Principles for a New Financial Architecture
Joseph E. Stiglitz
"The Commission of Experts of the President of the UN General Assembly on Reforms of the International Monetary and Financial System
I. General Principles Concerning Financial Markets and the Role of Government
1. Financial markets are not an end in themselves, but a means: they are supposed to perform certain vital functions which enable the real economy to be more productive:
a. Mobilizing savings
b. Allocating capital;
c. Managing Risk, transferring it from those less able to bear it to those more able
It is hard to have a well-performing modern economy without a good financial system.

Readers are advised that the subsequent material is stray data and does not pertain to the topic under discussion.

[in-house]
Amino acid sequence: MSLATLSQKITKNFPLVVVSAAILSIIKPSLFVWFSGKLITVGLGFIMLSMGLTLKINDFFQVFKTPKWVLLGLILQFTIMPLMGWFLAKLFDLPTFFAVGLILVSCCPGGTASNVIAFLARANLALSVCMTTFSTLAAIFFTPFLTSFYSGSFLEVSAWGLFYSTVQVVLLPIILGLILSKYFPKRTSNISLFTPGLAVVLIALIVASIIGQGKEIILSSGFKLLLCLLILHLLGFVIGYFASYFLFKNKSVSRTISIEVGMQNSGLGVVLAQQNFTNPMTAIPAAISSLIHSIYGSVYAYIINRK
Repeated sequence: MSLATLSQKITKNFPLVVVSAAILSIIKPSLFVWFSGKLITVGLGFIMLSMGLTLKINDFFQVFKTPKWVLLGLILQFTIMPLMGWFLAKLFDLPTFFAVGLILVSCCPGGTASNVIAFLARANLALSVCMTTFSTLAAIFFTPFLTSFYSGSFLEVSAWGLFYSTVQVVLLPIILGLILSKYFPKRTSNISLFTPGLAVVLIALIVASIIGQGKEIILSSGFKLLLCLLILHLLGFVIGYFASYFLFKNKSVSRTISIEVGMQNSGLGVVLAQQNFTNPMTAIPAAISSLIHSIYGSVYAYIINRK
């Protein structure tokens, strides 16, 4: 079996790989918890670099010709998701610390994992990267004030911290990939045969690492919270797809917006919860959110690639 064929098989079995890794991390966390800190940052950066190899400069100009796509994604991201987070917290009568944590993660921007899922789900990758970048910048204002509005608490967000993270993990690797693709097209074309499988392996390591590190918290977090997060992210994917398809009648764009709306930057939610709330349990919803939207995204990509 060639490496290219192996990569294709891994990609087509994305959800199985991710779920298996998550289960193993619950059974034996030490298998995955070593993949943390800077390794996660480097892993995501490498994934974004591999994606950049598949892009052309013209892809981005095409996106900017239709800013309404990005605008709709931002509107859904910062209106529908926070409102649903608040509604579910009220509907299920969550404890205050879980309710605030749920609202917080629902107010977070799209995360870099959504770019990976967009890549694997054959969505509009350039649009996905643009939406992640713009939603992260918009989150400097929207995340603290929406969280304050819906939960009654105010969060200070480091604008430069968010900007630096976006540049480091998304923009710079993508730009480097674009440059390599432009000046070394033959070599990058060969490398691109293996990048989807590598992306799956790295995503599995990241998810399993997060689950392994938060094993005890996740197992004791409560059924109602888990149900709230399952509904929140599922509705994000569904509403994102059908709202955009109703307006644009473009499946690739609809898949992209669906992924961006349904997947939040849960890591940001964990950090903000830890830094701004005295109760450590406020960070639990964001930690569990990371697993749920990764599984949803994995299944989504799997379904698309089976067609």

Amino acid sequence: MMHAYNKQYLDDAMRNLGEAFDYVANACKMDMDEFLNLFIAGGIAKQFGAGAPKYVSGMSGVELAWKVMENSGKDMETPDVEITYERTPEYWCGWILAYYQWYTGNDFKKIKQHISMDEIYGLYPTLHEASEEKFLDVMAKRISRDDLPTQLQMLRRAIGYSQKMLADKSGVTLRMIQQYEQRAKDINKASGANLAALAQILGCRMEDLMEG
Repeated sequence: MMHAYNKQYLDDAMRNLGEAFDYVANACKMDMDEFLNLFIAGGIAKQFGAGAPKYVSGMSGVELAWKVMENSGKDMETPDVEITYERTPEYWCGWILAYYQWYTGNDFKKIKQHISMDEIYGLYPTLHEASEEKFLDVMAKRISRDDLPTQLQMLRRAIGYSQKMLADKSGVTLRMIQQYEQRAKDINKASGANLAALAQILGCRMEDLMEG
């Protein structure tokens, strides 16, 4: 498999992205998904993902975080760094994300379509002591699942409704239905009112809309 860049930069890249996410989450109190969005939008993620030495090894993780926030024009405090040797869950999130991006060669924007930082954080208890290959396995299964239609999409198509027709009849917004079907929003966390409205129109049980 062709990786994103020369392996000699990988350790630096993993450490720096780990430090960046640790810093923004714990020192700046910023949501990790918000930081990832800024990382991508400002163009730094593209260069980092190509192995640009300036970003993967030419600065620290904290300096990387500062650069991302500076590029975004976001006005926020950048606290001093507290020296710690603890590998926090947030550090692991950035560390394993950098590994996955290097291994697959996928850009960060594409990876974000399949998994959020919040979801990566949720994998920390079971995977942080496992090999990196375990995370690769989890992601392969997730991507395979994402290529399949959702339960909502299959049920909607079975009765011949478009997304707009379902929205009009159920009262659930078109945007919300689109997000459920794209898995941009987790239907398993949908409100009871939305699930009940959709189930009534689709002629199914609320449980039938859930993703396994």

2. While markets are at the center of every successful economy, markets only work well when private rewards are aligned with social returns. Incentives matter, but when incentives are distorted, we get distorted behavior.
II. The principles of a regulatory agenda
III. A New Regulatory Framework
1. Improved transparency and disclosure, in a form that is understandable to most investors.
2. Regulating incentives is essential. The current system encourages excessive risk taking, a focus on the short term, and bad accounting practices.
3. Competition is essential to the functioning of a market economy.
4. Exploitive and risky practices of the financial sector need to be curbed.
5. Commercial banks and similar institutions have to have adequate capital and provisioning of risks
6. The regulatory system has to be designed to facilitate effective enforcement and to resist capture.